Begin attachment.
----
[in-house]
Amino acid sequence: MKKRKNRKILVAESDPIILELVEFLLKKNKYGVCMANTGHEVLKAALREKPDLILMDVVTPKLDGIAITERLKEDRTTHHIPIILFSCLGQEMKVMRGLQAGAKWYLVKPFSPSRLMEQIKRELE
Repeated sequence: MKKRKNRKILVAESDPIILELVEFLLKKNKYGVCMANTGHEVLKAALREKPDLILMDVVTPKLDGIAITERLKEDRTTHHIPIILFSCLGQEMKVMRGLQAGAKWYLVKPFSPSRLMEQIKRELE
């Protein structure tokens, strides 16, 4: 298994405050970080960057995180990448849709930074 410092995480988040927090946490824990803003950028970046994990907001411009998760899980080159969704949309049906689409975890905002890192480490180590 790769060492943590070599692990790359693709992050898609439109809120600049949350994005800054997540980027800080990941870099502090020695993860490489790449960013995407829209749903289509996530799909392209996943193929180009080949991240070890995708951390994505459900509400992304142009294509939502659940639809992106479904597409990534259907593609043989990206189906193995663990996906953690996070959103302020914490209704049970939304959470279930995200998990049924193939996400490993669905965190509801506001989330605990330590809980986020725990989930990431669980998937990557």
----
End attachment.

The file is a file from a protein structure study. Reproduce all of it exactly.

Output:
[in-house]
Amino acid sequence: MKKRKNRKILVAESDPIILELVEFLLKKNKYGVCMANTGHEVLKAALREKPDLILMDVVTPKLDGIAITERLKEDRTTHHIPIILFSCLGQEMKVMRGLQAGAKWYLVKPFSPSRLMEQIKRELE
Repeated sequence: MKKRKNRKILVAESDPIILELVEFLLKKNKYGVCMANTGHEVLKAALREKPDLILMDVVTPKLDGIAITERLKEDRTTHHIPIILFSCLGQEMKVMRGLQAGAKWYLVKPFSPSRLMEQIKRELE
């Protein structure tokens, strides 16, 4: 298994405050970080960057995180990448849709930074 410092995480988040927090946490824990803003950028970046994990907001411009998760899980080159969704949309049906689409975890905002890192480490180590 790769060492943590070599692990790359693709992050898609439109809120600049949350994005800054997540980027800080990941870099502090020695993860490489790449960013995407829209749903289509996530799909392209996943193929180009080949991240070890995708951390994505459900509400992304142009294509939502659940639809992106479904597409990534259907593609043989990206189906193995663990996906953690996070959103302020914490209704049970939304959470279930995200998990049924193939996400490993669905965190509801506001989330605990330590809980986020725990989930990431669980998937990557």